2. The objective is to help the farmer meet a major part of his expenses on seed, fertiliser, pesticide, and field preparation.
  3. The scheme covers 1.42 crore acres in the 31 districts of the state, and every farmer owning land is eligible.
  4. Officials said 92% of the beneficiaries own less than 5 acres, 5% own 5-10 acres and the remaining 3% own more than 10 acres.


  1. The government plans to extend the flat Rs 4,000-per-acre subsidy to the rabi season as well, with distribution of cheques from November 18.
  2. The government has allocated Rs 12,000 crore for Rythu Bandhu in 2018-19; the 24×7 free power supply to farmers is estimated to cost another Rs 1,000 crore.
  3. The government will issue cheques rather than make direct benefit transfer (DBT) because banks might use the DBT money to adjust against farmers’ previous dues.
  4. The cheques have been distributed along with free Pattadar Dharani passbooks with updated information including ownership and land purchase and sale.


  1. The government had initially drawn up a list of 72 lakh beneficiaries based on a revenue department survey last year.
  2. Lack of proper land records resulted in the total being shortlisted at 57.33 lakh.
  3. But the records are still under rectification and more farmers will be added to the list later.

Relief from Indebtedness- the major impact

  1. Ryuthu Bandhu money provides that cushion to the farmer because with that money the farmer can purchase seeds and fertiliser and start sowing.
  2. If a bank approves his loan later then it is of additional help to hire farm labour etc but at least he is not going to moneylenders.

Criticisms of the scheme

  1. The foremost issue is that it does not exclude rich farmers and wealthy landlords.
  2. The scheme leaves out tenant cultivators — an estimated 40% of Telangana’s farming population and mostly coming from the poorest and most disadvantaged backgrounds.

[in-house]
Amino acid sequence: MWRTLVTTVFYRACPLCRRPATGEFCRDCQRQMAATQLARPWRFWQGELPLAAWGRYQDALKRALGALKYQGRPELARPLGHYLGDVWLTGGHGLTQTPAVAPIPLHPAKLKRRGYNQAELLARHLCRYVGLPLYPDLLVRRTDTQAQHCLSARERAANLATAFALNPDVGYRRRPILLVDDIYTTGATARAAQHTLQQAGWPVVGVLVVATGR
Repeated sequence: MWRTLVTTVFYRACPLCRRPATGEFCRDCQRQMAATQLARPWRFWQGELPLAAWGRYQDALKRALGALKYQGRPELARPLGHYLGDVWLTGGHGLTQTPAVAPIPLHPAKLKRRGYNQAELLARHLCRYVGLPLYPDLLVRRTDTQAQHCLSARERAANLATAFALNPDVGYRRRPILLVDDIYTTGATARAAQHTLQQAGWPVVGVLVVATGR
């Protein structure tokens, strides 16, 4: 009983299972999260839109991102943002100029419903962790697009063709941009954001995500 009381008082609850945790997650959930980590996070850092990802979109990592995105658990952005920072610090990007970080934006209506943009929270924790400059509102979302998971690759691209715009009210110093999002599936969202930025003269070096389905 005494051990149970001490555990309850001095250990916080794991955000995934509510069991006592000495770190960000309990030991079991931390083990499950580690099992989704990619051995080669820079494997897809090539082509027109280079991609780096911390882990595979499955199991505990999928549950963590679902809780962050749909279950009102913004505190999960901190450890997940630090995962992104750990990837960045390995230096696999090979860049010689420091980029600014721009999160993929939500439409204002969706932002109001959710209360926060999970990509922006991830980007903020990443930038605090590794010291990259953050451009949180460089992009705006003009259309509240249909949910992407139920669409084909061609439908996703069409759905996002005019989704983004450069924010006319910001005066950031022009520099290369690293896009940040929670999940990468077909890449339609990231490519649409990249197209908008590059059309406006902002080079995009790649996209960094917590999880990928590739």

3. Tenant farmers cannot be included in the scheme as they cannot submit any proof of cultivation of land, which is done mostly based on informal and oral lease arrangements.
  4. One year they are cultivating land in one village and the next year they move to a different village. It is very difficult to identify them. If they are included in the scheme, it will lead to unnecessary litigation.

Indian shipping companies headed for troubled waters


Mains Paper 3: Economy | Infrastructure: Energy, Ports, Roads, Airports, Railways etc.

From UPSC perspective, the following things are important:

Prelims level: ROFR Clause

Mains level: The newscard highlights the drawbacks of scrapping the RORR clause. However it will provide more options to Government for less expensive shipping thus reducing the overall logistics cost.


Scrapping of Right of First Refusal (ROFR) clause

  1. A proposed move by the Centre to abolish the ROFR clause for transportation of Indian cargo by Indian-flagged vessels, the only benefit available to Indian shipping companies is threatening the existence of the domestic shipping industry.
  2. Indian shipping companies have a combined fleet of 1,372 ships with a total capacity of 12.35 million Gross Tonnage (GT).

What is a Right of First Refusal?